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A Man Named Nicodemus -John 3:1

John 3:1 – There was a man of the Pharisees, named Nicodemus, a ruler of the Jews.

It seems that this man, Nicodemus was not just any ordinary Jew. He was a man of zealous religious devotion, committed to the Law of Moses and to upholding the truth of God in Israel (or so he thought). He was not your average run-of-the-mill Jew, but he was a man that no doubt far exceeded the common Jew in his religious achievements, capabilities and public recognition among the people.

We’re told here that Nicodemus was a Pharisee. Now, when we read the Bible 2,000 after this time, it’s easy for us to just brush off the Pharisees as a legalistic, semi-heretical sect of Judaism that rejected Christ and trusted in a works-based salvation. It’s especially easy to think of them with scorn in our minds because we know how harshly the Lord Jesus denounced them as a whole and rebuked them sharply on many occasions. However, we have to understand that historically speaking, in Israel at the time of Christ, the Pharisees were the peoples’ choice for religious and political leaders.

The people looked up to the Pharisees for their religious insight and counsel, because they believed the Pharisees were so devout and zealous for the Law of God. After all, who else but the Pharisees would dare to fast for two days every week and give tithes of all they owned (Luke 18:12)? Who else sat in the seat of Moses with such authority and taught the Word of the Lord (Mat. 23:2-3)? Who else was so devout as to travel land and sea just to make a single convert (Mat. 23:15)? Who else would give alms to the poor on a regular basis (Mat. 6:2)? Who else would be so devoted to prayer that they would drop whatever they were doing to pray right on the spot whenever the hour of prayer struck, even if they happened to be in the middle of the marketplace (Mat. 6:5)? Apparently they were, in fact, those who the common people would go to whenever they had spiritual struggles or needed insight from God, looking up to the Pharisees as their teachers and counselors (Mat. 23:7). We can safely assume that Nicodemus was at least equaling, if not exceeding, his fellow Pharisees in such intense devotion.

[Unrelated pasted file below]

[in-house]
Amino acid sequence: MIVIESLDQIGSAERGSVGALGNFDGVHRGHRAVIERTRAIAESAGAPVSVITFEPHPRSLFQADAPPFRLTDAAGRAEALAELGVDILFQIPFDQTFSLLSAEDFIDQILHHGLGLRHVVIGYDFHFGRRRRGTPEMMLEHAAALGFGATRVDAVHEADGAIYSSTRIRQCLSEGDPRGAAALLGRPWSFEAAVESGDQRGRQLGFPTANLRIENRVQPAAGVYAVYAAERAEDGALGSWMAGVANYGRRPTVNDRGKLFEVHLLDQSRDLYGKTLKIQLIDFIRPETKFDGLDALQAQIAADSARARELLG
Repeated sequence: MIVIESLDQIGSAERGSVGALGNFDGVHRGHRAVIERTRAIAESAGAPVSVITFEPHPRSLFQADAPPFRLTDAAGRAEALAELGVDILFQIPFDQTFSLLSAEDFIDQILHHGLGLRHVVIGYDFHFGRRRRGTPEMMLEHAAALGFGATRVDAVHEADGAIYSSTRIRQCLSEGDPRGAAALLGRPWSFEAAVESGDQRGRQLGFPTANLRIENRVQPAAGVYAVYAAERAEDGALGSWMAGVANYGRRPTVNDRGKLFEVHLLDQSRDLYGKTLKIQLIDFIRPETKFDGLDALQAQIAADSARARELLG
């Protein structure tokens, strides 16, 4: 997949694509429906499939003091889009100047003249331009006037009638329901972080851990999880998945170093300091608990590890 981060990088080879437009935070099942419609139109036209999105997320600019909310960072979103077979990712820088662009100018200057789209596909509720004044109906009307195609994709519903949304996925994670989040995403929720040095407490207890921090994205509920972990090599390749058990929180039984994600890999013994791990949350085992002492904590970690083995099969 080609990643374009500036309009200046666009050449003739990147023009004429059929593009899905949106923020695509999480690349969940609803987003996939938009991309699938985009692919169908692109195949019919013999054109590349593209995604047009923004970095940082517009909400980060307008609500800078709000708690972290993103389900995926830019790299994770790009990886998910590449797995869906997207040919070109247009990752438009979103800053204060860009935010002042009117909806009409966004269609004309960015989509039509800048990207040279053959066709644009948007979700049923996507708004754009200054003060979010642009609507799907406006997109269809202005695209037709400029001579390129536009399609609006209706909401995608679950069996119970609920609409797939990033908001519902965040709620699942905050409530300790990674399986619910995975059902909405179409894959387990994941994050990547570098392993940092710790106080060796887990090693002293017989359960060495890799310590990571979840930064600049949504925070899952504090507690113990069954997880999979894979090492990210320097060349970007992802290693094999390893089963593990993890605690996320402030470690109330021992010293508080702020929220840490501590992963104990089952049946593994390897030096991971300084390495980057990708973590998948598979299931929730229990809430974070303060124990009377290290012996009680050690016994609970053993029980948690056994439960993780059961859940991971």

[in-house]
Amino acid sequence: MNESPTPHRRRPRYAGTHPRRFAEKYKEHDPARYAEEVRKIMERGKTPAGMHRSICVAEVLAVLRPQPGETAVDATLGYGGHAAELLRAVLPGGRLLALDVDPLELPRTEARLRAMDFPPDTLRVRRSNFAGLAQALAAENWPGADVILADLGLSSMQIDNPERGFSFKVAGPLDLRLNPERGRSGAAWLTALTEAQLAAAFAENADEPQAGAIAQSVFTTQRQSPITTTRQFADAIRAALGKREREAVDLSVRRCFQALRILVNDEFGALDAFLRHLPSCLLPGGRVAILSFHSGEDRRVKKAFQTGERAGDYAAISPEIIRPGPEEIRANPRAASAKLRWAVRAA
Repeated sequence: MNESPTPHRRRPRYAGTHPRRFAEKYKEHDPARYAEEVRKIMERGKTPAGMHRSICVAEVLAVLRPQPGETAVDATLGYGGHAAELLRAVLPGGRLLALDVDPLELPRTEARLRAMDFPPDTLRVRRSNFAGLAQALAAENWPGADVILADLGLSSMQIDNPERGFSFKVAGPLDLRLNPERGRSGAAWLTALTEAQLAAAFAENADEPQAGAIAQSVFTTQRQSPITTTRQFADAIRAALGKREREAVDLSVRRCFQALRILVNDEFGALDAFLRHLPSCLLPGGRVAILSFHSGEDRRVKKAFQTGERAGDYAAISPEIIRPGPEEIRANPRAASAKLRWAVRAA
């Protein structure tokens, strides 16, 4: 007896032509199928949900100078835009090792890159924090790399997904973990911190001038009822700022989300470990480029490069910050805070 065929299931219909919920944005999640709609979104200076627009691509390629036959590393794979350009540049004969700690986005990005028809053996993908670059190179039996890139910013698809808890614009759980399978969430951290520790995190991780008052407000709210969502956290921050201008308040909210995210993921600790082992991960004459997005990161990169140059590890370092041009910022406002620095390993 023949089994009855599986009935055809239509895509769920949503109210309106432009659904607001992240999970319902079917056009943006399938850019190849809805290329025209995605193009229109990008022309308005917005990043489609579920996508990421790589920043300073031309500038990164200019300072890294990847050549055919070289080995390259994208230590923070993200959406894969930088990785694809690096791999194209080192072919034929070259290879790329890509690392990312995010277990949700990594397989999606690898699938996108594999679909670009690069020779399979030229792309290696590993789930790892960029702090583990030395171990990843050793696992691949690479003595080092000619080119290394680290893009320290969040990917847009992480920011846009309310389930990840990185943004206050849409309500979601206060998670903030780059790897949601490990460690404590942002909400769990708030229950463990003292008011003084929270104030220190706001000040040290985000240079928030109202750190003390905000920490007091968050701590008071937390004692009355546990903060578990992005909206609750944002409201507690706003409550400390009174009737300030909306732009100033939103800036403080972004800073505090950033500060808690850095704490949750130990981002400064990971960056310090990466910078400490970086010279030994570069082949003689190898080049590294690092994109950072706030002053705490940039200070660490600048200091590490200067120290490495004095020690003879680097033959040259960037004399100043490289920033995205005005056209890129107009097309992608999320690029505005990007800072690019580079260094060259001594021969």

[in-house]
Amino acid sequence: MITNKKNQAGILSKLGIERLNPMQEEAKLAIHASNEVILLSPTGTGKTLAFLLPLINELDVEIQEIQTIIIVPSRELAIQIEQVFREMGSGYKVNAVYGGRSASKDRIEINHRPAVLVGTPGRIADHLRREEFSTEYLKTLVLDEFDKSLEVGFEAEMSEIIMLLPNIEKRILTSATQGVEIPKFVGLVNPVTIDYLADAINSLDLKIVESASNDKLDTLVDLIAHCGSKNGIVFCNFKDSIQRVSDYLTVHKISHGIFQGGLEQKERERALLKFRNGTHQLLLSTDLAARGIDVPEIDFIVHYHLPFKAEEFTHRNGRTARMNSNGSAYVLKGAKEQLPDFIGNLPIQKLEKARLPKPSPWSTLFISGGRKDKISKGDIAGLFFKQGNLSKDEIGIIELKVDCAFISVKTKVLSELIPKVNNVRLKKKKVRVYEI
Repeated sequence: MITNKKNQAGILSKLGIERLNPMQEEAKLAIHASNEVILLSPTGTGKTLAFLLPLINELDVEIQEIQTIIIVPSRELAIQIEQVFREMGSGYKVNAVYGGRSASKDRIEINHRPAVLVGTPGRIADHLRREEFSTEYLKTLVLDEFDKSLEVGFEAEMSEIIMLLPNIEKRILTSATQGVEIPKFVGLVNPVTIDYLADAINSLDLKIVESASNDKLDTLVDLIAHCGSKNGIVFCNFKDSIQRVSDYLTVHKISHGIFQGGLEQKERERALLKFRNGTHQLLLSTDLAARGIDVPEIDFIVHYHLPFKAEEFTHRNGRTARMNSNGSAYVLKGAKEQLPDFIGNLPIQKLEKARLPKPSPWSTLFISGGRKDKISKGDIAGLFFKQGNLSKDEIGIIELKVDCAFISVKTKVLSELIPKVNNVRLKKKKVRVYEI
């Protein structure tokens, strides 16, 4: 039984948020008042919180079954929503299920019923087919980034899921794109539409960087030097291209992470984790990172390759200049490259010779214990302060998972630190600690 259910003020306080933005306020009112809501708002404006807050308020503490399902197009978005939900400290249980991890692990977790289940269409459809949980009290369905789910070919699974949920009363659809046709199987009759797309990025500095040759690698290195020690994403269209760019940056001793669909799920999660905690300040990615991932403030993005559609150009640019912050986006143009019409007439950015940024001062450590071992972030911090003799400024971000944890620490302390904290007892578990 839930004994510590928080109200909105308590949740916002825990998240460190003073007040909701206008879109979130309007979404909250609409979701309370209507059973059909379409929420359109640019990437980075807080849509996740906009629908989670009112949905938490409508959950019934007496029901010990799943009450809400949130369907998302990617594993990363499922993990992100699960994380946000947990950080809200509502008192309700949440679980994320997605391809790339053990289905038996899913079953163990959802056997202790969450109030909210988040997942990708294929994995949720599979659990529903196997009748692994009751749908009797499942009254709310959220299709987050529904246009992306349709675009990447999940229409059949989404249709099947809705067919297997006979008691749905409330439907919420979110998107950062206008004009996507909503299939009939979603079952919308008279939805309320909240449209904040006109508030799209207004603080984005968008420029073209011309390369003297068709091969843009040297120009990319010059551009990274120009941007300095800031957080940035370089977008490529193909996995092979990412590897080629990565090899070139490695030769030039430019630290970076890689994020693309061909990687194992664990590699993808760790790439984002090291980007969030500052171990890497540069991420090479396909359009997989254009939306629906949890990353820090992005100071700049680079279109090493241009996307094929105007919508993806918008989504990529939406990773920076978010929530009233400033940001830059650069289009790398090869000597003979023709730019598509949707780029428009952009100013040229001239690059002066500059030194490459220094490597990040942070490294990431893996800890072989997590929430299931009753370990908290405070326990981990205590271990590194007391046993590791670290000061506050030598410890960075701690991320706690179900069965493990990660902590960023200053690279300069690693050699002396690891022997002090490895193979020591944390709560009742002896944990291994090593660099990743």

And we have to acknowledge that not all of the Pharisees were blind hypocrites that purposely chose to be deceived and to deceive others. Some of them, no doubt, were very sincere. They sincerely wanted the truth, they sincerely were devoted to the God of Israel, they sincerely saw themselves as the spiritual guardians and teachers of Israel, and they sincerely desired to be holy. Some of them certainly desired to do what was right. And it is here that we find Nicodemus.

Obviously, Nicodemus wasn’t an intentional rejecter of God’s truth like so many other Pharisees. We see his sincerity here in the fact that he came to Christ in the midst of potential threats to be excommunicated and banned from the religious establishment (John 9:22). Certainly he came by night in the cloak of secrecy, but can we blame him? After all, his whole career, reputation, and everything he had worked for was on the line. Any man risking so much to hear the truth of God would want to make sure that what he was considering was really the truth of God before being willing to suffer for it. He came to Jesus knowing that He was a teacher who come from God, but it’s probable that at this early stage he didn’t yet know Who Jesus really was (i.e. the Messiah).

But the point is that Nicodemus was a devout follower of Judaism. If anybody could be saved by their acknowledgement of the one true God and their religious devotion and good works, it was him. Yet, as we will find out just a few verses later, Nicodemus at this time had no spiritual life in him. He was still “dead in trespasses and sins” (Eph. 2:1) and was in desperate need of the new, divine, supernatural life which came from above. He needed to be spiritually reborn, to become a new creature, or else he would never enter the Kingdom of God that he was so eagerly looking and waiting for. And as we will see, his religious devotion didn’t impress Christ one bit. Jesus will cut straight to the heart of the matter and address Nicodemus’ great, pressing, desperate spiritual need for salvation through regeneration.